A Conversation With Russound Ceo Charlie Porritt
While some notable companies are contracting their presence at CEDIA EXPO this year,Russound is bullish on the show, enhancing its booth presence and fine-tuning its message.Part of the fun comes from the company’s excitement abou its new Powerline Carrier audio distribution product, called Collage, and some is just plain veteran leadership. Here’s how CEO Charlie Porritt explained it to me and how his company views the future of AV integration.
“We look forward to CEDIA, because it gives us a chance to show and talk about the products we feel make the greatest impact on the market” —CHARLIE PORRITT, CEO, RUSSOUND
How do you explain your refreshingly aggressive approach to CEDIA EXPO, and in what ways will it be evident to attendees?
While our “bullish” stance on CEDIA EXPO 2009 may be described as refreshingly aggressive in today’s economic climate, Russound has always steered a course of sensibility. Russound’s presence this year is based on the philosophy that guides our company, standing behind our customers with products and service they can rely on. Our dealers and distributors know we deliver technologically advanced, rock solid equipment, and unlike many companies that are relatively recent entries to the CI game, we have a deep catalog of products that facilitate integration at every level. We look forward to CEDIA, because it gives us a chance to show and talk about the products we feel make the greatest impact on the market.
Russound considers Powerline Carrier is the single most important development to come along in the CI market since A-BUS.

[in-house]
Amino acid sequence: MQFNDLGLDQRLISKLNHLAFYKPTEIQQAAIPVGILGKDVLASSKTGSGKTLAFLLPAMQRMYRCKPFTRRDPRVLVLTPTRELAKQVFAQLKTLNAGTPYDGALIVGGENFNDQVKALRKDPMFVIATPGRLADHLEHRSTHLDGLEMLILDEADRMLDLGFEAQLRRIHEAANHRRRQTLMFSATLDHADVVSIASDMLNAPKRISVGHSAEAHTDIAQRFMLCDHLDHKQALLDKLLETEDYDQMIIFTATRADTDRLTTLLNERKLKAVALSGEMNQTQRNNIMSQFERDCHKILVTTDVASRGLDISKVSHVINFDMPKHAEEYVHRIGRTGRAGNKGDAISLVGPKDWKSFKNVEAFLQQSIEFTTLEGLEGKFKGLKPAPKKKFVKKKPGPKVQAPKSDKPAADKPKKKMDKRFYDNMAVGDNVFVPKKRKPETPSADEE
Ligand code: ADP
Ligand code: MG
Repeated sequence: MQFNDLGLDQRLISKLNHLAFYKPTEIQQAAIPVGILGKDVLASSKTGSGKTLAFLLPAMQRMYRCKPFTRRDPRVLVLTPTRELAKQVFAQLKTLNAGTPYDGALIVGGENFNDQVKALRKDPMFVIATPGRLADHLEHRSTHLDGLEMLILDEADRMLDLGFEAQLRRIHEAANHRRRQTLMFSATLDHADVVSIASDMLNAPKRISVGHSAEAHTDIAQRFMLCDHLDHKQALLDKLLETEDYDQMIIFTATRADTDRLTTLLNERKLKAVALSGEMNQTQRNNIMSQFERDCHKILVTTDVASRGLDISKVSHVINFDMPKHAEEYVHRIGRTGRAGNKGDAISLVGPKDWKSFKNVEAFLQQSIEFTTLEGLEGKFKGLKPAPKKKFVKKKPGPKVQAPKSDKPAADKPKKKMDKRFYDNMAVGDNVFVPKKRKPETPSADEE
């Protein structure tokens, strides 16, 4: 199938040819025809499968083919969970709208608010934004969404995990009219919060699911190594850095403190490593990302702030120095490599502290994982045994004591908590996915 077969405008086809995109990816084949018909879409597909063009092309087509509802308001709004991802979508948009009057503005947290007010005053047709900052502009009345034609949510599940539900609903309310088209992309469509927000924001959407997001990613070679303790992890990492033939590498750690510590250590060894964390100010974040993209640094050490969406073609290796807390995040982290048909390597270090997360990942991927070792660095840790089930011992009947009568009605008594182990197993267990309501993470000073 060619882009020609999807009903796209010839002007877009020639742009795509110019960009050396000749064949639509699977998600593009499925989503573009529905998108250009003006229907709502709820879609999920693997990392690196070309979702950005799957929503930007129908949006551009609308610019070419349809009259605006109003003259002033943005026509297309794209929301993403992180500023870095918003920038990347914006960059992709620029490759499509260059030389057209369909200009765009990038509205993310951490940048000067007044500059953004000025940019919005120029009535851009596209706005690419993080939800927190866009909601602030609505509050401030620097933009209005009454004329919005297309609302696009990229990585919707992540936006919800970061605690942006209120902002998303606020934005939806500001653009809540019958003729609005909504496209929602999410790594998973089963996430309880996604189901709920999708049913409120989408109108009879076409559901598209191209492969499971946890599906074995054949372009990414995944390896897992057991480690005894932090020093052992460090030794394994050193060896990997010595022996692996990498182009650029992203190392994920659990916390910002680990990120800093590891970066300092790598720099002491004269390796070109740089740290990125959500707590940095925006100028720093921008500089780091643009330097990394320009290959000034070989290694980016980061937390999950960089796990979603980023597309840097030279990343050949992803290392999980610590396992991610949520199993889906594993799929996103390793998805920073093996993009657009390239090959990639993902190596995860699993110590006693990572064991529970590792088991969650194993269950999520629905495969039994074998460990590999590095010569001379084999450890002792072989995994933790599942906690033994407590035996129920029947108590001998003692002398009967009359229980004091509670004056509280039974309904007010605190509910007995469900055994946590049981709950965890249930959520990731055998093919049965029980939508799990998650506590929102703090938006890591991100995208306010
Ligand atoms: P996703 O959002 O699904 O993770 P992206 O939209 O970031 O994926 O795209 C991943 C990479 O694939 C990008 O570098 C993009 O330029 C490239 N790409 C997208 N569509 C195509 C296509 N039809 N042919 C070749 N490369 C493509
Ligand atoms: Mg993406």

Please explain a little bit about your new approach to product presentation in your booth, covering your entire catalog instead of smaller vignettes.
Tradeshows have always been venues where companies display their “latest and greatest” offerings while sometimes offering a glimpse at some new technology they are developing, but let’s not kid ourselves—times have changed. Sales and revenue are down, the construction and remodeling boom has busted, and our industry is at a crossroads. The opportunity to pull cable isn’t where it was three years ago, and everyone is waiting to see in what direction the CI industry is headed. Instead of just heralding the features of new and upcoming systems, we’re also focusing on solutions that make the most sense to our dealers. We’re highlighting a wide range of products that solve common problems on various levels, from system control via an iPhone, to simple amplifiers and volume controls. It’s our biggest CEDIA display to date.
Talk about the company’s (or specifically Sr. dir of research and technology, Michael Stein’s) perspective as it relates to generational shifts and the way they relate to changes in media management and “content consumption.”
Since the advent of recorded media, collectors have built vast libraries of content, while enthusiasts accumulated thousands or tens of thousands of 45s, LPs, and CDs. These collectors relish the physical media and the ritual surrounding its acquisition and consumption. Trips to the record store, balancing the tone arm, cleaning the LP, or examining the cover art are part of the experience of enjoying music for these collectors. But times are changing, and they’re changing fast. Unlike previous generations, today’s music fans are quickly turning to options like Rhapsody and other means for accessing content, instead of collecting it. Even when purchasing music, consumers are now more likely to buy content from iTunes or another download service without ever picking up a physical disc or other recorded medium. As an industry, it’s time to focus our energies on developing products that give our consumers greater access to digital entertainment the way they are most likely to access it—now and in the years ahead.